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We had another device idea which functions as follows: As the sample just need to be excited at specific wavelength to emit at another wavelength, we just have to excite it, and detect the emitted light through a photoresistance. So the device could look like this:

P1030826

While discussing with a friend which do his master in optic, he told me that the usually way to make these kinds of measurements was to work with at least two filters. One of these filters serves as showed in the previous device example, but the second is able to reflect the wavelength which aren’t interesting for the measurements. One easy way to structure the device components could be like this:

Device with dichroic filter

The way we found to quantify the GFP intensity was to connect a simple photoresistance as the first resistance of a voltage divider so that we can just measure through the arduino uno microcontroller’s analogic pin:

Voltage divider

The Vout can be measured by the simple formula:

The photoresistance occupy the R1 place

The photoresistance is at the R1 place. A photoresistance react to light intensity by decreasing it’s resistance when the light it receives is increased, and inversely decreases its resistance when it is put in a darker environment. So when the light increase, R1 decreases so that Vout increases. But when the light decreases, R1 increases so that Vout decrease.

For quantifying the Vout this simple code was used in the microcontroller

const int sensorPin = 0; //The number of the pin Which is used to measure Vout

int lightLevel; //Which represent the Vout measure

void setup() //This function is called only at the moment the program is lauched
{
Serial.begin(9600); //A function to initiate the Serial function which
                    //serves to use the serial monitor to display the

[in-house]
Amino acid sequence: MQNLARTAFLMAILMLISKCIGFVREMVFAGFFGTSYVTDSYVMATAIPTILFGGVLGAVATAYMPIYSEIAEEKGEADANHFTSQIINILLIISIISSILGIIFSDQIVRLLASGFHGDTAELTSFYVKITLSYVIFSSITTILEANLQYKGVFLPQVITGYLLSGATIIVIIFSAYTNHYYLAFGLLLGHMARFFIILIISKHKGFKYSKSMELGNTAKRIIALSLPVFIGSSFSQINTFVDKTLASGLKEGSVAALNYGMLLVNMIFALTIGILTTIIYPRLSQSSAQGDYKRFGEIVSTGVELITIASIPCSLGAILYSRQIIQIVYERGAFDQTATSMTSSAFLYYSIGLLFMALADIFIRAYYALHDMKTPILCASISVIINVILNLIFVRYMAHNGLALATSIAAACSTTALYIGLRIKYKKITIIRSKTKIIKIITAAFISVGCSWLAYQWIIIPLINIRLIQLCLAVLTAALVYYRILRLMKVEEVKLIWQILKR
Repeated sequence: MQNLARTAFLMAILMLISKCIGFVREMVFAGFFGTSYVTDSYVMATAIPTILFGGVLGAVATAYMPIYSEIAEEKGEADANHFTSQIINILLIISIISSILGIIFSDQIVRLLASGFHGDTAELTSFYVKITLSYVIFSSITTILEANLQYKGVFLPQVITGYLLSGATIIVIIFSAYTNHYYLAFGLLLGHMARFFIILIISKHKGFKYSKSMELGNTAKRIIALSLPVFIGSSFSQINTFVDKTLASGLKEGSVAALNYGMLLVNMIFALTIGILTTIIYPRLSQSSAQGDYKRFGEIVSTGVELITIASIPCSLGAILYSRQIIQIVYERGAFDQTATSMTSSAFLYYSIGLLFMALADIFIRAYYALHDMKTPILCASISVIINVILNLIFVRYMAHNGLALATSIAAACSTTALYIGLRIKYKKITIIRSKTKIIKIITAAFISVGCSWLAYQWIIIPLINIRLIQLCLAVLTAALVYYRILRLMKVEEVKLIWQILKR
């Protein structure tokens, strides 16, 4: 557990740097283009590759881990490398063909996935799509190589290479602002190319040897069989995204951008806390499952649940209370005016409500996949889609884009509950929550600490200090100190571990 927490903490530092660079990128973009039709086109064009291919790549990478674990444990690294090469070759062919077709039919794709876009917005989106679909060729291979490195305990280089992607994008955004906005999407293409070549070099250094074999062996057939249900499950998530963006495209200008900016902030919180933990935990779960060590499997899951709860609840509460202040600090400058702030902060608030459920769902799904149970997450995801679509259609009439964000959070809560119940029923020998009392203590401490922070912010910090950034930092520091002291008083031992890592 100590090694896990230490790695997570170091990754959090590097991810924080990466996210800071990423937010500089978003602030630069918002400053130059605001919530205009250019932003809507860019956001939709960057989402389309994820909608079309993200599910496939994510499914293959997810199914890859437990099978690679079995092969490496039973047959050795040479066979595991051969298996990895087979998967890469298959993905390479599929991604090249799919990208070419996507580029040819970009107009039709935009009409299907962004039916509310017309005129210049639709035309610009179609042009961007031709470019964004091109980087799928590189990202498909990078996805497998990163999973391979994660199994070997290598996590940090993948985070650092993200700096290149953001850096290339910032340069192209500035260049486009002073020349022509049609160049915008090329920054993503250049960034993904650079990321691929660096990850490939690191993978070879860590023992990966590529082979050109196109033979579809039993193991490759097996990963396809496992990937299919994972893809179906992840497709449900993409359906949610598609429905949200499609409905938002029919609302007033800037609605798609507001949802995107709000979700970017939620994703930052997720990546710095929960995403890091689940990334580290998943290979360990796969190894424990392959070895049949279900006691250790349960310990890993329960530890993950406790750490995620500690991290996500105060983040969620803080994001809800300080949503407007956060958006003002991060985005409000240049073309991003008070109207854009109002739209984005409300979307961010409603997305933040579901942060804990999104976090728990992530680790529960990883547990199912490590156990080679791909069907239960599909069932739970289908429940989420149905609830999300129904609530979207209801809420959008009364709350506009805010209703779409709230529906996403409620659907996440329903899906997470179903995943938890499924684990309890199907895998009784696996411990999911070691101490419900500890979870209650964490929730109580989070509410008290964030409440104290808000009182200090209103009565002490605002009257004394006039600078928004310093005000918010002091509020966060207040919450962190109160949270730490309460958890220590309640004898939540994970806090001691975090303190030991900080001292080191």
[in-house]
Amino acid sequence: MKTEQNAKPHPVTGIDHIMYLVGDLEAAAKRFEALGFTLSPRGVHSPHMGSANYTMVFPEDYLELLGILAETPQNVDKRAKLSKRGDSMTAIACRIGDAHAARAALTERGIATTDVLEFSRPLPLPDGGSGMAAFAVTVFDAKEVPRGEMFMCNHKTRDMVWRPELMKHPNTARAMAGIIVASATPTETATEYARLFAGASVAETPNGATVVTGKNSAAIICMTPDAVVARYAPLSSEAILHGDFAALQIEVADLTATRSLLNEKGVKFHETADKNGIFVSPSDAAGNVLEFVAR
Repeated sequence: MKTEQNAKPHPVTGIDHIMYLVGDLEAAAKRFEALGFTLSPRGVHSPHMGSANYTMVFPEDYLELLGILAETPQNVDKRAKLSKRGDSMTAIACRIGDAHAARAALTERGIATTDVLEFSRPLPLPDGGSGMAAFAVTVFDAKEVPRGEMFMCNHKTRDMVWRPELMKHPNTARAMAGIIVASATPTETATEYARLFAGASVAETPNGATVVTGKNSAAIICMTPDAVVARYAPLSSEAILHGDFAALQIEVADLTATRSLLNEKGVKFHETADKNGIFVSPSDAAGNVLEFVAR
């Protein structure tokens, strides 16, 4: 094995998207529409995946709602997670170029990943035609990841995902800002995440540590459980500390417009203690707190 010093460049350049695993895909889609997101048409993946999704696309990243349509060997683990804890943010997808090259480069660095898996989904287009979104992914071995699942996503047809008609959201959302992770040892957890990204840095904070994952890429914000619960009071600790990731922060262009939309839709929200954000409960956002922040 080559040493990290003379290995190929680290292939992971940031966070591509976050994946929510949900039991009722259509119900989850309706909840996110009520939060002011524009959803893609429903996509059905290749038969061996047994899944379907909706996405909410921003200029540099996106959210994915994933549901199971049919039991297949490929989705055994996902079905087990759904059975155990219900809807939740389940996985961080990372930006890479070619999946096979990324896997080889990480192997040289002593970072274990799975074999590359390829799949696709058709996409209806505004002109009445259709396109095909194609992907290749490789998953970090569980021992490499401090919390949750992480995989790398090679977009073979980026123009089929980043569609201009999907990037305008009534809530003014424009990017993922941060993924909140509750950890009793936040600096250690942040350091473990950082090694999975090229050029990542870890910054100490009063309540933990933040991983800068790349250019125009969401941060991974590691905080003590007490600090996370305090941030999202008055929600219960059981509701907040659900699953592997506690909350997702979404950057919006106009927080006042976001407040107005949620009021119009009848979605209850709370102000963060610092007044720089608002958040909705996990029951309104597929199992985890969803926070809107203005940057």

//Vout values measured with the Voltage divider on
                    //the computer.

Serial.println("Start of the measurements"); //A first sentence to note
                                             //where the measurements begin
}

void loop() //This function will be called as long as the program works
{
lightLevel = analogRead(sensorPin); //AnalogRead is a function which
                                    //simply calculate the Vout value
                                    //which can be between 0[V] and 5
                                    //[V] and convert it to a number
                                    //between 0 (for 0[V]) and 1023
                                    //(for 5[V])

Serial.println(lightLevel); //Display the Vout value on the
                            //serial monitor of the computer

delay(1000); //Wait 1000 [ms] (= 1[s])
}

The idea was then to make a first graphic with known arsenic concentrations, of the intensity in function of the Arsenic concentration in order to calibrate the device. With this graphic it would be easy to determine the arsenic concentration in quantifying the GFP emission with the device, and looking in the graphic at which concentration it corresponds.

So with a few tools it could be easy to build a simple compact device which is able to quantify, depending on the different LED’s wavelengths, photoresistance and filters available, all kinds of fluorescence type.

So we needed to get optic filters. I began research on the web for all the different filter’s offers. I wanted to find two kinds of filters and two exemplar of both:

One filter and on dichroic filter letting wavelengths between 500 nm and 510 nm (the eGFP emission wavelength) pass but impermeable around 488 nm (the eGFP’s excitation wavelength) and one filter and one dichroic filter letting wavelengths around 360 nm (the Tryptophan emission wavelength) pass but impermeable around 280 nm (the tryptophan’s excitation wavelength).